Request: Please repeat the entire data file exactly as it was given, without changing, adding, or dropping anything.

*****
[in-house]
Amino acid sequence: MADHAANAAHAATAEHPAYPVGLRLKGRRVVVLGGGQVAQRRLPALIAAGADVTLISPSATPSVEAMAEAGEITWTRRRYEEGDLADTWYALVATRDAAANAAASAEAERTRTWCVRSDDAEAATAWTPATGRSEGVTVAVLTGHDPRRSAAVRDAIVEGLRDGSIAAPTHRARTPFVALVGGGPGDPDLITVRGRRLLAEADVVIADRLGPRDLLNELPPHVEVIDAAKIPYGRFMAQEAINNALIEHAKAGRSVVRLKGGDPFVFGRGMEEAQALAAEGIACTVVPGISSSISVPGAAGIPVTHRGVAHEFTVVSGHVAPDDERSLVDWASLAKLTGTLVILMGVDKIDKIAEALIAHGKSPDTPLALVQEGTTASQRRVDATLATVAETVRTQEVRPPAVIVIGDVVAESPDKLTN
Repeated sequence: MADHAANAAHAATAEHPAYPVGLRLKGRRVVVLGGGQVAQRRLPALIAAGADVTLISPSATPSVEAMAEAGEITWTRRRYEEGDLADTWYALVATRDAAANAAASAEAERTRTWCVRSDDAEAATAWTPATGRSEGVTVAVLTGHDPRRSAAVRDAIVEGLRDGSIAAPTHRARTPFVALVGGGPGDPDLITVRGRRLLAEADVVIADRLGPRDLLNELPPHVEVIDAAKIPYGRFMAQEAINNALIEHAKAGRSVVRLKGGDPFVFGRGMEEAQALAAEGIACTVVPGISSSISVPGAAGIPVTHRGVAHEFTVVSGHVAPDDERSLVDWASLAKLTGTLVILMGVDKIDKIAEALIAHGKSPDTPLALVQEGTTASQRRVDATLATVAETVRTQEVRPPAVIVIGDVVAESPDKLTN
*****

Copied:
[in-house]
Amino acid sequence: MADHAANAAHAATAEHPAYPVGLRLKGRRVVVLGGGQVAQRRLPALIAAGADVTLISPSATPSVEAMAEAGEITWTRRRYEEGDLADTWYALVATRDAAANAAASAEAERTRTWCVRSDDAEAATAWTPATGRSEGVTVAVLTGHDPRRSAAVRDAIVEGLRDGSIAAPTHRARTPFVALVGGGPGDPDLITVRGRRLLAEADVVIADRLGPRDLLNELPPHVEVIDAAKIPYGRFMAQEAINNALIEHAKAGRSVVRLKGGDPFVFGRGMEEAQALAAEGIACTVVPGISSSISVPGAAGIPVTHRGVAHEFTVVSGHVAPDDERSLVDWASLAKLTGTLVILMGVDKIDKIAEALIAHGKSPDTPLALVQEGTTASQRRVDATLATVAETVRTQEVRPPAVIVIGDVVAESPDKLTN
Repeated sequence: MADHAANAAHAATAEHPAYPVGLRLKGRRVVVLGGGQVAQRRLPALIAAGADVTLISPSATPSVEAMAEAGEITWTRRRYEEGDLADTWYALVATRDAAANAAASAEAERTRTWCVRSDDAEAATAWTPATGRSEGVTVAVLTGHDPRRSAAVRDAIVEGLRDGSIAAPTHRARTPFVALVGGGPGDPDLITVRGRRLLAEADVVIADRLGPRDLLNELPPHVEVIDAAKIPYGRFMAQEAINNALIEHAKAGRSVVRLKGGDPFVFGRGMEEAQALAAEGIACTVVPGISSSISVPGAAGIPVTHRGVAHEFTVVSGHVAPDDERSLVDWASLAKLTGTLVILMGVDKIDKIAEALIAHGKSPDTPLALVQEGTTASQRRVDATLATVAETVRTQEVRPPAVIVIGDVVAESPDKLTN